Where Shadows Have Teeth
Ghost at the End of the Rope
Fire Dances


Rating: 80%

Tuesday, July 5, 2016

Dark Forest - Beyond the Veil [2016]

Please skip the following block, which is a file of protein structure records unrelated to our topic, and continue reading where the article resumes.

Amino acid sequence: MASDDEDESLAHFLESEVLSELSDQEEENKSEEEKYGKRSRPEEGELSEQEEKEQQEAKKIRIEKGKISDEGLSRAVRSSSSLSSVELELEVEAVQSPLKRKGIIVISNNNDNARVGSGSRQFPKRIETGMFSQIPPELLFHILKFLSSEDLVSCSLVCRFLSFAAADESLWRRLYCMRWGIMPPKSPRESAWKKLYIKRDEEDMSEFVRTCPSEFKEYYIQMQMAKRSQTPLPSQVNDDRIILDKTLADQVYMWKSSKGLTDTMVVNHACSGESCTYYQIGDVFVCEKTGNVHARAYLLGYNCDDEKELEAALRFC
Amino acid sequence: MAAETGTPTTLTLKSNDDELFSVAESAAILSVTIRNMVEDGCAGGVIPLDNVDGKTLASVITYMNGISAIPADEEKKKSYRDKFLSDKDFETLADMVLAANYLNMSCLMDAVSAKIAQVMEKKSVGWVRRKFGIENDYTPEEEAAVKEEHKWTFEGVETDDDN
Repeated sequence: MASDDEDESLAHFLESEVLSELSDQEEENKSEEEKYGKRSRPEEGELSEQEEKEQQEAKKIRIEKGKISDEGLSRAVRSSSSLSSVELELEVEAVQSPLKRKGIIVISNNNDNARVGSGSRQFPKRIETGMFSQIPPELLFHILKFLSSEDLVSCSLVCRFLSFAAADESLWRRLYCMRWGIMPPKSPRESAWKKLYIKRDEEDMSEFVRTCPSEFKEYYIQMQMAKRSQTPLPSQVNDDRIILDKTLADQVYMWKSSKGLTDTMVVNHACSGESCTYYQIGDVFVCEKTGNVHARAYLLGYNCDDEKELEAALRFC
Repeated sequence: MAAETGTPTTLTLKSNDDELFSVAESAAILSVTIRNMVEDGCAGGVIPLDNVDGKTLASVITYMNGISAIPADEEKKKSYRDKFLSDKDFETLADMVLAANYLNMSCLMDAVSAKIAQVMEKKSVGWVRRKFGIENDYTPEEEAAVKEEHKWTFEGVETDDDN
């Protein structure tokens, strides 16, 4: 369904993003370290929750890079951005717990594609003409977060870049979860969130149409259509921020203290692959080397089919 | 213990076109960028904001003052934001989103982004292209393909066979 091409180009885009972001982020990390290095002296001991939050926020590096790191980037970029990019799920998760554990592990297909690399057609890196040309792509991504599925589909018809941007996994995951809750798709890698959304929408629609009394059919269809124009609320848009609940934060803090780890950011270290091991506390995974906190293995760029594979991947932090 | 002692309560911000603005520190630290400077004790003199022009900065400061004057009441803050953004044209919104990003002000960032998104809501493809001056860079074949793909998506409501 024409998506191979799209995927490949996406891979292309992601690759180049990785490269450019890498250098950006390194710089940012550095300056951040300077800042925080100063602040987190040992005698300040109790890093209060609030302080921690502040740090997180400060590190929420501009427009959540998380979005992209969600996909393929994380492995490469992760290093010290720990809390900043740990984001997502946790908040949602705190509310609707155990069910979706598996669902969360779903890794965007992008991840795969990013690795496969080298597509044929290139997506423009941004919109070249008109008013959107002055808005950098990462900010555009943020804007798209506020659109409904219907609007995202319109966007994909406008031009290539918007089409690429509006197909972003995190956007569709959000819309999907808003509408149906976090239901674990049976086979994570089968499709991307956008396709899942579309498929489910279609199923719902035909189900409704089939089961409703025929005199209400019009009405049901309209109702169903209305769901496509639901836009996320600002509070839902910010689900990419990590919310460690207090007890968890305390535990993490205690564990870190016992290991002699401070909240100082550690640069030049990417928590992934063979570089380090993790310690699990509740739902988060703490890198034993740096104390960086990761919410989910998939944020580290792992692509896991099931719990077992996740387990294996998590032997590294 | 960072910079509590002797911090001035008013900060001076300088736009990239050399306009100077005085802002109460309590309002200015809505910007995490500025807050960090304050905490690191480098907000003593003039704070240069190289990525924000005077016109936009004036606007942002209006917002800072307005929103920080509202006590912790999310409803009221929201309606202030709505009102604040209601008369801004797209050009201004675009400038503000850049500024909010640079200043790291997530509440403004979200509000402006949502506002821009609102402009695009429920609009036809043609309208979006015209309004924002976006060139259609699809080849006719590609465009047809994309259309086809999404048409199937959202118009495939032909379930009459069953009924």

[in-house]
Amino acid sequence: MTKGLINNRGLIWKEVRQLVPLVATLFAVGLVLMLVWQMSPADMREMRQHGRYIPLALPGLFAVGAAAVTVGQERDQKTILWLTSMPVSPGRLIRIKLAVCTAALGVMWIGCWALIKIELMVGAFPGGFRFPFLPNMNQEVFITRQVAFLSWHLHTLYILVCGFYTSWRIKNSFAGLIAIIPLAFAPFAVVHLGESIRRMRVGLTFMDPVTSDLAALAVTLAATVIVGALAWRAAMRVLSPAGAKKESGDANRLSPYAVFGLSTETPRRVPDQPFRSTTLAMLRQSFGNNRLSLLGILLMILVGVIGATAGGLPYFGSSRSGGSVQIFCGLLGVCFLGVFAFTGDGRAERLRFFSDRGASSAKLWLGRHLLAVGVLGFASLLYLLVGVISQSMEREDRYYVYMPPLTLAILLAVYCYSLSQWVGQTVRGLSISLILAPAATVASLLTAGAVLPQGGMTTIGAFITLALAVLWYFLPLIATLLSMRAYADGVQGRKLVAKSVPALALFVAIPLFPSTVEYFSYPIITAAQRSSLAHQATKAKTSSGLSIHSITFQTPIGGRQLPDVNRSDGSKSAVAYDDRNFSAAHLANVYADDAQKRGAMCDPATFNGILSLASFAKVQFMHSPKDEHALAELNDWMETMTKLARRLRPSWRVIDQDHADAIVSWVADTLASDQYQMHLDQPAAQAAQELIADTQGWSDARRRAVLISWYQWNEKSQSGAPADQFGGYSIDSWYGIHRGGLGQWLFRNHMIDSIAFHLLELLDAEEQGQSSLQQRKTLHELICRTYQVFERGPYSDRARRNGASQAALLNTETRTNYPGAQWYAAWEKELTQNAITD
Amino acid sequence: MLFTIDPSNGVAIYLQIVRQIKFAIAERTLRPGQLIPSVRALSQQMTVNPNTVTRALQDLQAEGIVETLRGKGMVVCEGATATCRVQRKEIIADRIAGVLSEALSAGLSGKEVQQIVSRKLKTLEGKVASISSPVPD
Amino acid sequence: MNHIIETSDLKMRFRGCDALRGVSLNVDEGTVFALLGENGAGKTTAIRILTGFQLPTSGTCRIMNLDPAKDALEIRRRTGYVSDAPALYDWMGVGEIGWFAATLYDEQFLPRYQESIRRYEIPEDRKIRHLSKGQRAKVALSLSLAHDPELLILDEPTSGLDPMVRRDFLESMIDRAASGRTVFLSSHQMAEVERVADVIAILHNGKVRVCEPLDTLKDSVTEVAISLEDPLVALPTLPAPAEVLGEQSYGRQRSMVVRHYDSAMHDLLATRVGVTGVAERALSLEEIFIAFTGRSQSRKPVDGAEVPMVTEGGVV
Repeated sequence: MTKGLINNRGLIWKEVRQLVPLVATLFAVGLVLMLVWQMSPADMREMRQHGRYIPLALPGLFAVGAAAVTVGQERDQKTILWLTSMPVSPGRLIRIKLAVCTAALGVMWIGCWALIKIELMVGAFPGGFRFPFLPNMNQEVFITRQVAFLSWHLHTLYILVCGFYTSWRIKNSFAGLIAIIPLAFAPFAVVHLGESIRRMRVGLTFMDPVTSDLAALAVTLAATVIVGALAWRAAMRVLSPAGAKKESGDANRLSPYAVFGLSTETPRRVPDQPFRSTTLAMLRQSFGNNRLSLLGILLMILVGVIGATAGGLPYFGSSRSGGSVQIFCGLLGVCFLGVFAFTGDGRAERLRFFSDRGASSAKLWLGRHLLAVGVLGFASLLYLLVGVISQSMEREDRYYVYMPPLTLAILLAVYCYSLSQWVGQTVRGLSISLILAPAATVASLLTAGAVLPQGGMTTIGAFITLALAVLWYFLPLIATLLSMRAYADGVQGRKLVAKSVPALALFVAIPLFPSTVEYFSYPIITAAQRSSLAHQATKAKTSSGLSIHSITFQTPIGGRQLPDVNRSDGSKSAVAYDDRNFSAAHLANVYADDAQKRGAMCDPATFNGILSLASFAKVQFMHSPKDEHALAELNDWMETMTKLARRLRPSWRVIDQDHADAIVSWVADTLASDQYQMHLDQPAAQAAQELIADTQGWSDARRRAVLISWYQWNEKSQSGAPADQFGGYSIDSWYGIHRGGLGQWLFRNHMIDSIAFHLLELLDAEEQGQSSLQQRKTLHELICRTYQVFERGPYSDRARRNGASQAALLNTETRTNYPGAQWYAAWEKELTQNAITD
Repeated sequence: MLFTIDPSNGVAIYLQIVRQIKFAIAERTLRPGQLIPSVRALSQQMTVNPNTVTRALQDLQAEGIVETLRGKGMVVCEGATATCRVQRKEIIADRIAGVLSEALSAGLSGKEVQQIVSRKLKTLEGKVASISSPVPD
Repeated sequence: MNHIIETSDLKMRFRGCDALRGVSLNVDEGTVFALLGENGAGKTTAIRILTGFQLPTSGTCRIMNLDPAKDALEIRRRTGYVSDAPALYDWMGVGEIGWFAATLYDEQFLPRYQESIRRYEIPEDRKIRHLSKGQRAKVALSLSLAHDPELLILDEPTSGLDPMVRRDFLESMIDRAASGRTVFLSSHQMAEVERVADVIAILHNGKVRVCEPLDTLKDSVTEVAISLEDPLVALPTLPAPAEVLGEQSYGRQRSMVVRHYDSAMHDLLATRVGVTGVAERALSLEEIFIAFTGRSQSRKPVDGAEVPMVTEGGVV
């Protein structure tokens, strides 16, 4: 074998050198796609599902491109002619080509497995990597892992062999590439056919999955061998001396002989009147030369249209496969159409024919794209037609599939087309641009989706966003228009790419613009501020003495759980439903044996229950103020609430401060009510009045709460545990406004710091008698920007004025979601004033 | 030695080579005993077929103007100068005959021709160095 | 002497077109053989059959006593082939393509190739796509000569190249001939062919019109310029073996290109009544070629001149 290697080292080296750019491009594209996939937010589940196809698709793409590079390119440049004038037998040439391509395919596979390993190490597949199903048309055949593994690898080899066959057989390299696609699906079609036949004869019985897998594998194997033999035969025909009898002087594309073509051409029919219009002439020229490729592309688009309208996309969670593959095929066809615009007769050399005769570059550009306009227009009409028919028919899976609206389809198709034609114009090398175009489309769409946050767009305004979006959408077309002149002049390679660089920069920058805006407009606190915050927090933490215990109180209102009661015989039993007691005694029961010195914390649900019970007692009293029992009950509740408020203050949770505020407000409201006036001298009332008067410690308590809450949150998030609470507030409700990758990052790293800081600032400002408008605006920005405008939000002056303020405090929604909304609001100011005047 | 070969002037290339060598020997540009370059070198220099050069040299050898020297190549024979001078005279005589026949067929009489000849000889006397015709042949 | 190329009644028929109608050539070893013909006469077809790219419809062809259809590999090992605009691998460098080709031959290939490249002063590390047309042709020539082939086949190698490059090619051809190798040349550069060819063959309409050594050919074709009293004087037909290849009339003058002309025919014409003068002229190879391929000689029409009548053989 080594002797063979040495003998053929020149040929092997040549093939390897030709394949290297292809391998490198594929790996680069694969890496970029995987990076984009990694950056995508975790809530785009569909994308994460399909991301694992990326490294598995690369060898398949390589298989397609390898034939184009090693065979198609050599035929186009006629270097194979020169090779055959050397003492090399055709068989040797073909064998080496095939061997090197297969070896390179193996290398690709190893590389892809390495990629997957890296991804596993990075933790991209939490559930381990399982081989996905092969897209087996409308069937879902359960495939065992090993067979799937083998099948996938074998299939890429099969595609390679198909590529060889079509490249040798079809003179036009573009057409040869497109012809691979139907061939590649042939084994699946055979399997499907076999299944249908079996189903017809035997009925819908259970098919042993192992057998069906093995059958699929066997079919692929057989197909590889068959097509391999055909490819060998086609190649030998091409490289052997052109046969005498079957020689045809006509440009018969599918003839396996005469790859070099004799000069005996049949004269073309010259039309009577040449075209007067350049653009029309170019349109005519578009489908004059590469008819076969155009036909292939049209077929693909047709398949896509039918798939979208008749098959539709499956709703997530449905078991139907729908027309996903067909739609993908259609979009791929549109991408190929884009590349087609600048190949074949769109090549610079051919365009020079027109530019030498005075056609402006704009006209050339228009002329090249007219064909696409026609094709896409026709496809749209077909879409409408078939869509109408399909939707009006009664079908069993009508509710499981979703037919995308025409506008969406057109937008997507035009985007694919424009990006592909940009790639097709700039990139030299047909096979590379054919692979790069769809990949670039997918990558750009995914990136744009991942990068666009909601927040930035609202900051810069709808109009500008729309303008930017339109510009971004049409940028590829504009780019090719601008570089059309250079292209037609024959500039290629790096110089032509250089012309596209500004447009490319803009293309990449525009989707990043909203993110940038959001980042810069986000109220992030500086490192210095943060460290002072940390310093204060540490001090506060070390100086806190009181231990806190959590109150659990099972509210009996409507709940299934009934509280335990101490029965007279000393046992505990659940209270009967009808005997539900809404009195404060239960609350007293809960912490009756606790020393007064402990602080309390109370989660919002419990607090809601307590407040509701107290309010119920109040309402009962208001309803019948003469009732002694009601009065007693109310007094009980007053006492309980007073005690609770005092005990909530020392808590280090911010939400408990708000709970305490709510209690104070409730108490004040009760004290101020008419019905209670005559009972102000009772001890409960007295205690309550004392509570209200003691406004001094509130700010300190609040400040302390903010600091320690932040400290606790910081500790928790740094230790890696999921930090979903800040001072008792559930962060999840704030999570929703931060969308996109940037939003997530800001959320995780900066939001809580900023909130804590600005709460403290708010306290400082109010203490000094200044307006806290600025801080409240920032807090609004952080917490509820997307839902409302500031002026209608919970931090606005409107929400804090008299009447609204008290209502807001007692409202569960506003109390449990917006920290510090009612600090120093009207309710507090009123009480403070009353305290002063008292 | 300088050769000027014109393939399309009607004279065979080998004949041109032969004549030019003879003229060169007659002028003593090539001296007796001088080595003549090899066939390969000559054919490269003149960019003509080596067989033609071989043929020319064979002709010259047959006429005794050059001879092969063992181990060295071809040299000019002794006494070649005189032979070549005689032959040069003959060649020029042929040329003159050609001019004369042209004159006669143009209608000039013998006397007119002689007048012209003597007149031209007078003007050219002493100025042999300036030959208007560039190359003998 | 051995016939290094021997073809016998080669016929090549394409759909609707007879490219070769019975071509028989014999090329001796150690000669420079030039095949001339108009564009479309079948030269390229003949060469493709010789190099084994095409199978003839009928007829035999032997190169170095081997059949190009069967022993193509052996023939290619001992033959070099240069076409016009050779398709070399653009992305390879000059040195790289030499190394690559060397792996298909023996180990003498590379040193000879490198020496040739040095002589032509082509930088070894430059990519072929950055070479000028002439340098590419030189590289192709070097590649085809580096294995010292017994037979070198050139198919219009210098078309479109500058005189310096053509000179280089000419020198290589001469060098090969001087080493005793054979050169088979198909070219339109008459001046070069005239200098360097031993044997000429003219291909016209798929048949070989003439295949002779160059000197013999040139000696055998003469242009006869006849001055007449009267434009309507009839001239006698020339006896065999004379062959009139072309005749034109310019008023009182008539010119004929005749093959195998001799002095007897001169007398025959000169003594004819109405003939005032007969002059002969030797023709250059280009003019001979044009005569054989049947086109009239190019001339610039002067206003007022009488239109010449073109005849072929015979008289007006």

What can I say? Metal and metalheads in general tend to have a soft spot for concept. That concept, whether its dragons, knights, spelunking ghouls, something out of Michael Moorcock or Tolkien, or in the case of Dudley's Dark Forest - embodying medieval myths and legend in lyrical, pastoral gloss  - is always a profound selling point. And as lyrical/conceptual deviants from the foray of the more Goth-induced imagery of Swedish traditional heavy metal bands, Dark Forest, like some of the genre's greatest underground staples - to wit, Brocas Helm, Slough Feg, Cirith Ungol and Manilla Road - have a more retrogressive approach to their music, one that has helped absorb my initial exposure to them, their 2014 album The Awakening, with healthy and savory intakes as a powerful, melodic, moving barbican to the continuing presence of heavy/power in such a vein. To be sure, King Diamond and Mercyful Fate are great, no question about it, but bearing in mind the implants they've detonated across a good half of the entire traditional heavy metal revivalism, - hence the notorious 'Swede-fever' - the soundscape offered by Dark Forest, however slapstick it may seem to its condemners, is a welcome entry.